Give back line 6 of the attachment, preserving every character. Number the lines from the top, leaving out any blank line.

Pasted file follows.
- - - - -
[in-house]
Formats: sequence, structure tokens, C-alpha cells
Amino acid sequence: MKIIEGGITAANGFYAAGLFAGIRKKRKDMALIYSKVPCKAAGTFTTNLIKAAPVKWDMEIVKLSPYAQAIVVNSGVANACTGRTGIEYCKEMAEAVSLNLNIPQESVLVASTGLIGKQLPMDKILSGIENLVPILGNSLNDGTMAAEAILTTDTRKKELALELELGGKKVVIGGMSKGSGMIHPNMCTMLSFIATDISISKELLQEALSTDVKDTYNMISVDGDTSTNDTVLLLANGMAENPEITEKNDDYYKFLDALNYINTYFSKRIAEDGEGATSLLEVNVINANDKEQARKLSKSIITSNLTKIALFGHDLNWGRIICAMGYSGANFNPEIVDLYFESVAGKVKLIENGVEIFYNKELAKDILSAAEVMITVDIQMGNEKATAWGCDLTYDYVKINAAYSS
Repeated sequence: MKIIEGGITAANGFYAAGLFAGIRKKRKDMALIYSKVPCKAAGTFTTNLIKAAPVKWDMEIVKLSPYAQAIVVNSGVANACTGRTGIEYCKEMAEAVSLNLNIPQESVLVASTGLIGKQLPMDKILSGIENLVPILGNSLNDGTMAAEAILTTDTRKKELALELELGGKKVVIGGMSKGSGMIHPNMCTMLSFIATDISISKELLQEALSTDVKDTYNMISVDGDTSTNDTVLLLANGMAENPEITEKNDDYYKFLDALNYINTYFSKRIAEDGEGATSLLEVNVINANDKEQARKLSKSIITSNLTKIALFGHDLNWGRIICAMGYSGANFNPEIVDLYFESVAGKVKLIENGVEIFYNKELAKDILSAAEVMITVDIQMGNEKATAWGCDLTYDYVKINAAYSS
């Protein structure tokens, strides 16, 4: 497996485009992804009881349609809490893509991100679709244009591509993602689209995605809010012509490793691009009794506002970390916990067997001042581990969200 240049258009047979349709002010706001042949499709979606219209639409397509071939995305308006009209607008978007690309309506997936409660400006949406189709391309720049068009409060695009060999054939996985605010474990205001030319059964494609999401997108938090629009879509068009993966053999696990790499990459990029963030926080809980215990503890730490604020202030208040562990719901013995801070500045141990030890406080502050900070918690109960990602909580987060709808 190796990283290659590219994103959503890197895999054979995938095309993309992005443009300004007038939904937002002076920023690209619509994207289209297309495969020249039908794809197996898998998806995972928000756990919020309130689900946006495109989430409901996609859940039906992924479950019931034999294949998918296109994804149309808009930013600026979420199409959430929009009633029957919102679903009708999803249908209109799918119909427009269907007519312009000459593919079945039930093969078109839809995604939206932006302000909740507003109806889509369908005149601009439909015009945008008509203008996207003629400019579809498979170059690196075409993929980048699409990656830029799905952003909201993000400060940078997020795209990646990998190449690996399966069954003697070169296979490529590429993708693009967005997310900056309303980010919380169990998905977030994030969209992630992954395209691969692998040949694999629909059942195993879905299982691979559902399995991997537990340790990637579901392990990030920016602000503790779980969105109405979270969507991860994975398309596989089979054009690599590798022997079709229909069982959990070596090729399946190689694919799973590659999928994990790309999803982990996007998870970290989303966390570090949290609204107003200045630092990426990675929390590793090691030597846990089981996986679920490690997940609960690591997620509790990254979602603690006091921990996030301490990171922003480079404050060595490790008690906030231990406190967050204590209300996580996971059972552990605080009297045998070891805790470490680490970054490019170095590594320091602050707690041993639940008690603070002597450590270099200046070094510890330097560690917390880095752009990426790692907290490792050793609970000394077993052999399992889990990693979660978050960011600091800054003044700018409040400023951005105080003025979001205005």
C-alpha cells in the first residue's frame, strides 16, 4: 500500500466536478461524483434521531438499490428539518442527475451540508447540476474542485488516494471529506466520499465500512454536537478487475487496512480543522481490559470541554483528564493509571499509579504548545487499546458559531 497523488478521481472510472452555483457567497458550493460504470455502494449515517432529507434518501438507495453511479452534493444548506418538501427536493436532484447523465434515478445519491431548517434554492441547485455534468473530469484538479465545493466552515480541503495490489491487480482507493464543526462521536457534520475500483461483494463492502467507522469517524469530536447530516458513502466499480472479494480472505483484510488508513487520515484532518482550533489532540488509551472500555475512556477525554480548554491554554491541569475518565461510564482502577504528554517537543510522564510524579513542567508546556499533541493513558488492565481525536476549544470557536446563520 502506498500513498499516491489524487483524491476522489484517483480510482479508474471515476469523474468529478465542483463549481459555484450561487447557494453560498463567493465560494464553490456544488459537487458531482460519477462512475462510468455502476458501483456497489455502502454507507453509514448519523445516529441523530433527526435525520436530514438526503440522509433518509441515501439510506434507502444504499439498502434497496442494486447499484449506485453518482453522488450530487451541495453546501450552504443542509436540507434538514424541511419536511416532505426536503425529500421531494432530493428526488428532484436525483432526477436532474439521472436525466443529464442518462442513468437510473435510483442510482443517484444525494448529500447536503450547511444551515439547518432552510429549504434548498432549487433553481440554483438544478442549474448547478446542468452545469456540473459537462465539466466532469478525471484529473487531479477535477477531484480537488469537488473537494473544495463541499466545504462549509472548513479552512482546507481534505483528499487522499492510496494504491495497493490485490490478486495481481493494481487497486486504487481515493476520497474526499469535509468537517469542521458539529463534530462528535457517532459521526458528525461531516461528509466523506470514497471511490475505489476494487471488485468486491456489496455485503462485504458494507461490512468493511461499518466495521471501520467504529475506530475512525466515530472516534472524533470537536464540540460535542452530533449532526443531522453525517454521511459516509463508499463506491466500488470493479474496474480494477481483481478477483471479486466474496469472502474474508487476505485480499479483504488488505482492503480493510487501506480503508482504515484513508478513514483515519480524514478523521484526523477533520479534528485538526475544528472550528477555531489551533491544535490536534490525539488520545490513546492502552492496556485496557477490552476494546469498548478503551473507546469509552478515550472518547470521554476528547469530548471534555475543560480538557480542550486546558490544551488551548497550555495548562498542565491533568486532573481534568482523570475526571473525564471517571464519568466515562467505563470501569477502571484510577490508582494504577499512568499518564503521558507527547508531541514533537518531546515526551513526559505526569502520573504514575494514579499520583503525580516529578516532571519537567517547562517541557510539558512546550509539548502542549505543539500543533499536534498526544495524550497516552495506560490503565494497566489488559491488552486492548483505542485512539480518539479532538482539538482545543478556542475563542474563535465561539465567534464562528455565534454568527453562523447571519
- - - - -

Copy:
C-alpha cells in the first residue's frame, strides 16, 4: 500500500466536478461524483434521531438499490428539518442527475451540508447540476474542485488516494471529506466520499465500512454536537478487475487496512480543522481490559470541554483528564493509571499509579504548545487499546458559531 497523488478521481472510472452555483457567497458550493460504470455502494449515517432529507434518501438507495453511479452534493444548506418538501427536493436532484447523465434515478445519491431548517434554492441547485455534468473530469484538479465545493466552515480541503495490489491487480482507493464543526462521536457534520475500483461483494463492502467507522469517524469530536447530516458513502466499480472479494480472505483484510488508513487520515484532518482550533489532540488509551472500555475512556477525554480548554491554554491541569475518565461510564482502577504528554517537543510522564510524579513542567508546556499533541493513558488492565481525536476549544470557536446563520 502506498500513498499516491489524487483524491476522489484517483480510482479508474471515476469523474468529478465542483463549481459555484450561487447557494453560498463567493465560494464553490456544488459537487458531482460519477462512475462510468455502476458501483456497489455502502454507507453509514448519523445516529441523530433527526435525520436530514438526503440522509433518509441515501439510506434507502444504499439498502434497496442494486447499484449506485453518482453522488450530487451541495453546501450552504443542509436540507434538514424541511419536511416532505426536503425529500421531494432530493428526488428532484436525483432526477436532474439521472436525466443529464442518462442513468437510473435510483442510482443517484444525494448529500447536503450547511444551515439547518432552510429549504434548498432549487433553481440554483438544478442549474448547478446542468452545469456540473459537462465539466466532469478525471484529473487531479477535477477531484480537488469537488473537494473544495463541499466545504462549509472548513479552512482546507481534505483528499487522499492510496494504491495497493490485490490478486495481481493494481487497486486504487481515493476520497474526499469535509468537517469542521458539529463534530462528535457517532459521526458528525461531516461528509466523506470514497471511490475505489476494487471488485468486491456489496455485503462485504458494507461490512468493511461499518466495521471501520467504529475506530475512525466515530472516534472524533470537536464540540460535542452530533449532526443531522453525517454521511459516509463508499463506491466500488470493479474496474480494477481483481478477483471479486466474496469472502474474508487476505485480499479483504488488505482492503480493510487501506480503508482504515484513508478513514483515519480524514478523521484526523477533520479534528485538526475544528472550528477555531489551533491544535490536534490525539488520545490513546492502552492496556485496557477490552476494546469498548478503551473507546469509552478515550472518547470521554476528547469530548471534555475543560480538557480542550486546558490544551488551548497550555495548562498542565491533568486532573481534568482523570475526571473525564471517571464519568466515562467505563470501569477502571484510577490508582494504577499512568499518564503521558507527547508531541514533537518531546515526551513526559505526569502520573504514575494514579499520583503525580516529578516532571519537567517547562517541557510539558512546550509539548502542549505543539500543533499536534498526544495524550497516552495506560490503565494497566489488559491488552486492548483505542485512539480518539479532538482539538482545543478556542475563542474563535465561539465567534464562528455565534454568527453562523447571519